The purpose of the Crusades was for Christians in Europe to retake Jerusalem in the name of Christianity from the Jews and Muslims. In fact, Pope Urban II told those Christians who were to fight that if they died during the Crusades, they would have their sins forgiven.
Before those in the first Crusade reached Jerusalem, they had already spent dozens of months fighting their way across Europe. By the time they arrived in Jerusalem, the Muslims and the Jews had been warned and were prepared to fight. As the crusaders entered into the city, Jews and Muslims fought together to defend themselves. When they sought refuge in synagogues, crusaders set many of these edifices on fire. Many of those Muslims and Jews who did not die in the fighting were sold into slavery. The Muslim and Jewish community of Jerusalem was greatly diminished for many years.
Jews and Muslims alike were killed in Jerusalem during the First Crusade. The Christian knights came under order of the Pope to free Jerusalem, which was considered to be the Holy City for all three religions. These Christian soldiers killed whoever was in their way, and although they killed less of their fellow Christians than in the later Crusades, there were still many casualties of Christians at the hands of other Christians.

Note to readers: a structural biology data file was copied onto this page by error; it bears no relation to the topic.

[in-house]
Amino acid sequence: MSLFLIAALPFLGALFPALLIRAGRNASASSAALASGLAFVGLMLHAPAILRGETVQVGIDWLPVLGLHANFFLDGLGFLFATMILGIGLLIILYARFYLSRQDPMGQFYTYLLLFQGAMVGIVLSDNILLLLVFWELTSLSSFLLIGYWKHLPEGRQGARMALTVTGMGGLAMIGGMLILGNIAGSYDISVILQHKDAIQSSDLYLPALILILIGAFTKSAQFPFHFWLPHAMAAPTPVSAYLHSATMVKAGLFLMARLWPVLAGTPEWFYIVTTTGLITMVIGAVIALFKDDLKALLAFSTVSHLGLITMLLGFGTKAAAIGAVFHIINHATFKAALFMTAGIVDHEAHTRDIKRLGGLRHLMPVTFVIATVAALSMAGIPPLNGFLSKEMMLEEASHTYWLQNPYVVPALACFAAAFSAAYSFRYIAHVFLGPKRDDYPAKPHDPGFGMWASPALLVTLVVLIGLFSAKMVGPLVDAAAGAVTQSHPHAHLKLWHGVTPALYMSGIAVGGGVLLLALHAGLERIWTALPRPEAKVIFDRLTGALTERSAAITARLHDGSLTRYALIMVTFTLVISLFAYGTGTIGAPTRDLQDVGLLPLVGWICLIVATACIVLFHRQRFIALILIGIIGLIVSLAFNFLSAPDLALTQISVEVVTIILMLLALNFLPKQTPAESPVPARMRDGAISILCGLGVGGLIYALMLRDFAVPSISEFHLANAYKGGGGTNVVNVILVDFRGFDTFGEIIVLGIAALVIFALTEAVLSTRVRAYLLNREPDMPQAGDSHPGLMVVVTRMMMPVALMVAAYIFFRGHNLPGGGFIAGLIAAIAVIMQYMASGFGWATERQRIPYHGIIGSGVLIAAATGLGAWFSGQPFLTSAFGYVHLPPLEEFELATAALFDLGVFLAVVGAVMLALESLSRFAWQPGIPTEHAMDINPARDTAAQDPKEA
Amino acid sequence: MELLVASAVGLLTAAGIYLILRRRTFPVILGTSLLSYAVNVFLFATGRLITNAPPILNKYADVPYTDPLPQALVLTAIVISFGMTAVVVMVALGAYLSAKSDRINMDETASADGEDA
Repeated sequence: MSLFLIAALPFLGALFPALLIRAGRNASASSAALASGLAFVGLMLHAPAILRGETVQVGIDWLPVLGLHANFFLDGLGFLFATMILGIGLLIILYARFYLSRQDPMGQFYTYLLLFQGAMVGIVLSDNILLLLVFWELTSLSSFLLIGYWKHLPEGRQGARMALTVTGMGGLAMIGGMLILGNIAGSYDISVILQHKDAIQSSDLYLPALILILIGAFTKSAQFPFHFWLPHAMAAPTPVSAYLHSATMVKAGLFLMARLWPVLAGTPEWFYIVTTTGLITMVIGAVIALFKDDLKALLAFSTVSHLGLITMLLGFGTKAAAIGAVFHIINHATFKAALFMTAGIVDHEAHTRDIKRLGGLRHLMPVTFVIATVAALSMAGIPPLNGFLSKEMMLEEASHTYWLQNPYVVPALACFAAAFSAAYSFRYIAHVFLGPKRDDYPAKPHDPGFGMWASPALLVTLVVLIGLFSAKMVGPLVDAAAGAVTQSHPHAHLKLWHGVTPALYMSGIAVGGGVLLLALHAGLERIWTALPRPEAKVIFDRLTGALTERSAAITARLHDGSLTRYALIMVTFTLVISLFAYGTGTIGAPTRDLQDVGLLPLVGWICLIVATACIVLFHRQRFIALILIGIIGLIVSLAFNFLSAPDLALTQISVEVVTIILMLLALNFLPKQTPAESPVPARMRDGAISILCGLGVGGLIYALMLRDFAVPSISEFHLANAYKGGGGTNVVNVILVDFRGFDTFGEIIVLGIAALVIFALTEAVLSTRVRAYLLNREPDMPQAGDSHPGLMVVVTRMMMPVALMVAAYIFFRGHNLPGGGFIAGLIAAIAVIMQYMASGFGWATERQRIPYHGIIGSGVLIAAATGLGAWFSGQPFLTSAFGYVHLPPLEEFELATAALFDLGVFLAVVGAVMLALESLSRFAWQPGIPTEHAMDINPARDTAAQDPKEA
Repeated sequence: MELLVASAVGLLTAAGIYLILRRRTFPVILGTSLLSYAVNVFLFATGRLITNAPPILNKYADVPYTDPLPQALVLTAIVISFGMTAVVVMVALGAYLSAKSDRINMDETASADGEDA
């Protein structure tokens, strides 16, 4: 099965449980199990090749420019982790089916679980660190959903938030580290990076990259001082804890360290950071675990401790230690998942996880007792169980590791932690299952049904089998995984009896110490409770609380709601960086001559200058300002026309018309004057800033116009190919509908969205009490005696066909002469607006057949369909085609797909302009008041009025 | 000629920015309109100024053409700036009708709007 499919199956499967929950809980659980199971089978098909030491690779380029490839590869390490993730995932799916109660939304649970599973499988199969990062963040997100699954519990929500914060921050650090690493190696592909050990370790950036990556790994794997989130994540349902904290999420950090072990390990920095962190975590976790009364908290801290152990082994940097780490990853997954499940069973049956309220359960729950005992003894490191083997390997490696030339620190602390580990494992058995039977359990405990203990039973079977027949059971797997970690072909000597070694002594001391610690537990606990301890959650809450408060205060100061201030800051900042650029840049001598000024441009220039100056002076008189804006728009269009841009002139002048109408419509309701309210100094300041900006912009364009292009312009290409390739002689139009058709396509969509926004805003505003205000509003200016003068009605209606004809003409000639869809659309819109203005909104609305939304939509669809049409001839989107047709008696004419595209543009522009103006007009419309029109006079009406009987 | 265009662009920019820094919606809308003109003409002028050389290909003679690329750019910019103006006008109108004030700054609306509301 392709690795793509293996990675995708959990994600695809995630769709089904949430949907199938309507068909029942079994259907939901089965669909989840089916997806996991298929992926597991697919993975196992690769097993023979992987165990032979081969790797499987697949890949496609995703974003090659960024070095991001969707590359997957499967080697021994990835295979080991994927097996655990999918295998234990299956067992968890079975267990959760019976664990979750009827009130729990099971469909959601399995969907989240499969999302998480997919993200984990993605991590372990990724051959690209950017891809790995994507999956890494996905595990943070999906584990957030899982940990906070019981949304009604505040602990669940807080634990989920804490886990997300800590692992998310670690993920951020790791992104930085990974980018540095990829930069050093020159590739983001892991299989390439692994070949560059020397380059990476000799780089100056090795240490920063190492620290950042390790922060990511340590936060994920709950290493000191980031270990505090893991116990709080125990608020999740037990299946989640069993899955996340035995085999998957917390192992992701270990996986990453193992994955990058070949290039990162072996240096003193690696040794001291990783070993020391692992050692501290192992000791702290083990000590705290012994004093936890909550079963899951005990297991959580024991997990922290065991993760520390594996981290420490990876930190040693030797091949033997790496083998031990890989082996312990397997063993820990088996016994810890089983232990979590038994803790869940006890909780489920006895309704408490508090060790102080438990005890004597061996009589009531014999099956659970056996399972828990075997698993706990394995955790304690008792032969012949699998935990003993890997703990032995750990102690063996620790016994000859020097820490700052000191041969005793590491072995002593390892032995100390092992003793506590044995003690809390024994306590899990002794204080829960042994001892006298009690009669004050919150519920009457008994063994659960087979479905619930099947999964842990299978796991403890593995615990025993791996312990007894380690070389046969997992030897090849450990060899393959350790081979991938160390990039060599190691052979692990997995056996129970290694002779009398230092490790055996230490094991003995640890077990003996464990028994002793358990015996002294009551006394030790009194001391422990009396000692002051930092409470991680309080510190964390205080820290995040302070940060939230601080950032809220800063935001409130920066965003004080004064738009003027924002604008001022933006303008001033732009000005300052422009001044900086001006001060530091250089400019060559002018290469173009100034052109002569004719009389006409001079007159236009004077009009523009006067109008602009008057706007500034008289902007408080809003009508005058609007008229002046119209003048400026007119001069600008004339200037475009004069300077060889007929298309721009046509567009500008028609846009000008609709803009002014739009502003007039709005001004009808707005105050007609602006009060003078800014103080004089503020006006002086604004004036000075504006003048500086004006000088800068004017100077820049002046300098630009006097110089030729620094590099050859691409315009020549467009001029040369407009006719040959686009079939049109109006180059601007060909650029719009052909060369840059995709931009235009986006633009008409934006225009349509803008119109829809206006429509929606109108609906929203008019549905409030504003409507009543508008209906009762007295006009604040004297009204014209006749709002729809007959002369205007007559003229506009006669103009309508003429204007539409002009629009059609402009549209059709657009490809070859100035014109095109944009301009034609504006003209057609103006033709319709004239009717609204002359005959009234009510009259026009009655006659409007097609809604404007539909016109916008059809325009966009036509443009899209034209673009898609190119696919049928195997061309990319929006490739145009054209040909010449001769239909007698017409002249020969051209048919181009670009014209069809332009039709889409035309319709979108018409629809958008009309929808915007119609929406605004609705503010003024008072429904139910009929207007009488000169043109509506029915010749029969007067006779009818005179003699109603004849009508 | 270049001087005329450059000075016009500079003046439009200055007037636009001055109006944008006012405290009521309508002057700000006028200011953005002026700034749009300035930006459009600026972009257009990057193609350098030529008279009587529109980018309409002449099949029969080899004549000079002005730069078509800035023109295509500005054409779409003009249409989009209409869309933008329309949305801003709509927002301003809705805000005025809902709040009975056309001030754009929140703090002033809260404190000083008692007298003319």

There is little doubt that crusading armies brought a certain level of religious fervor that would result in many atrocities throughout the First Crusade. The crusade itself was called partly as a means to rejuvenate western Christendom, and the relatively diverse crusader armies united themselves under a religious banner for the infamous Siege of Jerusalem - the Holy City -in 1099. Here, many contemporary accounts point to the massacre of both Jews and Muslims at the hands of Christian forces. While we have no positive number of the amount of Jews and Muslims killed (contemporary sources tend to have a flair for the dramatic), we can reasonably assume that such massacres were not uncommon and were indeed barbaric. For reference, see the Rhineland massacres of 1096 for examples of antisemitism demonstrated by crusader armies.
It is important to understand to volatile political situation of Western Europe (and indeed the Middle East) at the launch of the First Crusade. Tensions and disputes between rulers in Europe often bubbled over into the daily life of the crusader armies, and indeed into the politics of the Levant region itself. The crusades were very much a medieval phenomenon in which religious idealism reared its ugly head on both sides of the conflict.
Asbridge, Thomas (2004) The First Crusade: A New History
Madden, Thomas (2005) New Concise History of the Crusades
Many Jews and Muslims were killed during the first Crusade; approximately ten thousand Jews were killed during this time. Muslims and Jews (who worked together in many instances to defend their land) found their villages burned and their families slaughtered. Christian knights were determined to “free” the Holy City from non-believers.